It’s cold in Kentucky today. Twenty-two degrees, bright and sunny and can I mention that four-letter Kentucky word that begins with “w”? No tours today, so I spent a little time just visiting.
I took a pocketful of carrots over to see Fortunate Prospect. He is, as you probably know, our oldest retiree. He is in great shape and such a smart horse. He had been standing in the sun with his black body angled to maximize the heat absorption. When I burrowed my cold fingers into his coat, it was like a heater; it felt great. At least it did to me—he might not have liked my cold hands buried next to his skin! But he loved having his face rubbed and his neck scratched while he munched on his carrots.
That was about all the cold wind I wanted to be standing in, so I headed up to the barns to see inside horses. Wallenda was lying down, is as usual during the day. I went into his stall to give him some carrots, and that lazy horse had the nerve to complain when I didn’t feed him quickly enough! He eventually decided to get up, in the hopes of getting more treats. Boy, once he was standing I could see that he was covered with mud from head to tail: his mane, his tail, under his belly, on his face and behind his ears! Wallenda likes to be brushed but he is kind of funny about it. He wants to chew something while I work—either the brush or my sleeve works for him. Since Wallenda is a first-class slobberer and I prefer to stay dry, we compromise. I keep a brush in each hand—one for actual use and one for Wallenda to reach back and nibble on. When I was finished (and I wouldn’t call him clean, just less dirty!) he had another carrot and resumed his nap.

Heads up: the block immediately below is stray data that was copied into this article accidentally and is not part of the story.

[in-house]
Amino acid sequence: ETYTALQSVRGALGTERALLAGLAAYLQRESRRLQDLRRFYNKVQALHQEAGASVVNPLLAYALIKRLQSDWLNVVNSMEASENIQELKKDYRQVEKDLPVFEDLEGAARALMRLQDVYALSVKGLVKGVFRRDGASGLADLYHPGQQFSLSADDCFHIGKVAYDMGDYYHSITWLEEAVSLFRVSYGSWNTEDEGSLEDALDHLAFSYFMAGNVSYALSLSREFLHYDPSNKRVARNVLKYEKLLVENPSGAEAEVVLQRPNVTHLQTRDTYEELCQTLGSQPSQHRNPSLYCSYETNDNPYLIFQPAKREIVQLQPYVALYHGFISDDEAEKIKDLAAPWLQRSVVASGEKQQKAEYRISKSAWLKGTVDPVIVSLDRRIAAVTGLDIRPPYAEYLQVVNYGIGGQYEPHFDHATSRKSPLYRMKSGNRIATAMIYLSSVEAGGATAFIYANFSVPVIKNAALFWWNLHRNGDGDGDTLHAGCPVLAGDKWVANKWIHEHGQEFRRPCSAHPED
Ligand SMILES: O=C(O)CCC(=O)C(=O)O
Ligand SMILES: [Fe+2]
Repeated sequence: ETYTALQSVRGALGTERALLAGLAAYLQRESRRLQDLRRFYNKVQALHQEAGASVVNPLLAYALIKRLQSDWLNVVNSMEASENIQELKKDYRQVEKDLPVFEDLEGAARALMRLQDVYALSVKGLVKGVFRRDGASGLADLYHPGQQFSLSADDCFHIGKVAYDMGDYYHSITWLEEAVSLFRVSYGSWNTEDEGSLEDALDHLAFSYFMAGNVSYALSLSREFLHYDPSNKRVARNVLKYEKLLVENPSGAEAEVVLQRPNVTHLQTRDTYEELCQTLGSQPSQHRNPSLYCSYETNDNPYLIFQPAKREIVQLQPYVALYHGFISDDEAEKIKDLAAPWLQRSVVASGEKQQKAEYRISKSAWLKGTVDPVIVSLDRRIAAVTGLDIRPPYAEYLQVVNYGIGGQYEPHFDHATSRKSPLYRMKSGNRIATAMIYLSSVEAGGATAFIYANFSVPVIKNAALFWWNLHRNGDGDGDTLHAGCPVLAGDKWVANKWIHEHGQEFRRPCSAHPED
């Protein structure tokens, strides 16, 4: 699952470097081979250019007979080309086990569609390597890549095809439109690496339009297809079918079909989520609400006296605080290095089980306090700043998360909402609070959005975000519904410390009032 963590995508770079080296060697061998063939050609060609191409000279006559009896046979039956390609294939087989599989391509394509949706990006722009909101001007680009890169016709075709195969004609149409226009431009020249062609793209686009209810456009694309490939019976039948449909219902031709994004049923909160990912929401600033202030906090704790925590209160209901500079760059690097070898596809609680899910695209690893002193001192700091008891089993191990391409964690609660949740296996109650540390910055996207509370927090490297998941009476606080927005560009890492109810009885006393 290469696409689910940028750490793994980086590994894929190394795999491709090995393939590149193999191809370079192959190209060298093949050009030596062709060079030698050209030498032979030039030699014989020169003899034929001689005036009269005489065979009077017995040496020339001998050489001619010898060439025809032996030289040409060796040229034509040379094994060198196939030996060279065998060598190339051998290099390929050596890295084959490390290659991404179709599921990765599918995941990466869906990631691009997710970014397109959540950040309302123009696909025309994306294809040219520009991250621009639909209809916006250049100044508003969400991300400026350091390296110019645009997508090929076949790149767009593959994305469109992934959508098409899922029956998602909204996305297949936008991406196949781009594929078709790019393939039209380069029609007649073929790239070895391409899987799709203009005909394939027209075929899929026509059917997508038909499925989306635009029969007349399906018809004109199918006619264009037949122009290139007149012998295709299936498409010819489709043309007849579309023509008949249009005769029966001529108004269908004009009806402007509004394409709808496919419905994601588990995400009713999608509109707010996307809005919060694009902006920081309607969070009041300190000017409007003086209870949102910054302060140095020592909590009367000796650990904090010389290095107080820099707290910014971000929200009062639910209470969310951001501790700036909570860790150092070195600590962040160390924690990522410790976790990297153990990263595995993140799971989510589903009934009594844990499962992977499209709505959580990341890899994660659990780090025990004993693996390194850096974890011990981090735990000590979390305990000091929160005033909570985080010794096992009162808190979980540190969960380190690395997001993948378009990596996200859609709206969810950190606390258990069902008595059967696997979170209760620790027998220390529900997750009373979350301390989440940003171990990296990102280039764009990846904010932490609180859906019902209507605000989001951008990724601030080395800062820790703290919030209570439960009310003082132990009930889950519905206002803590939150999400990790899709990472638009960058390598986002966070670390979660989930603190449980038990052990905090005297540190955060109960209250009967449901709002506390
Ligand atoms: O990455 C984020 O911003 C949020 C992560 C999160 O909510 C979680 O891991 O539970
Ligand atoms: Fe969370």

I walked over and shared some treats with Silver Charm, who was munching hay and didn’t seem at all affected by the wind. Of course, he is wearing his bearskin coat! I tried to entice Williamstown over for a carrot but he also had a nice pile of hay and wasn’t interested. I turned around to find Stage Colony looking for a handout. I think he enjoys attention; in fact, if we were as busy as we are during the rest of the year, I can see where he would already have learned to be waiting at the fence for tours.
Back into the barn for me—this time to see The Wicked North. Or, in today’s case, The Wicked Dirty! Not only was Norty covered with mud, but there are sparrows using the barn as shelter and they are obviously spending time in the rafters above his stall. It was not just mud on Norty’s back today! Again, I can’t say he was clean when I finished with the brush, but he was less dirty– on the surface anyway. (By now, he’s probably been outside and gotten good and muddy again. Sigh. They do it on purpose, you know.) Some carrots to Cowboy and Dan, and my day at the farm was finished.
It is the weekend before Christmas, and nearly the end of another year. We are gearing up plans to welcome Lava Man to Old Friends in the spring. If you are planning a trip to Kentucky next year, keep an eye on our website for details, coming soon.
In the meantime, from all the people, cats, dogs, and horses at Old Friends, we wish you a most Merry Christmas, a joyous holiday season and a terrific New Year. Thanks for spending this year with Old Friends!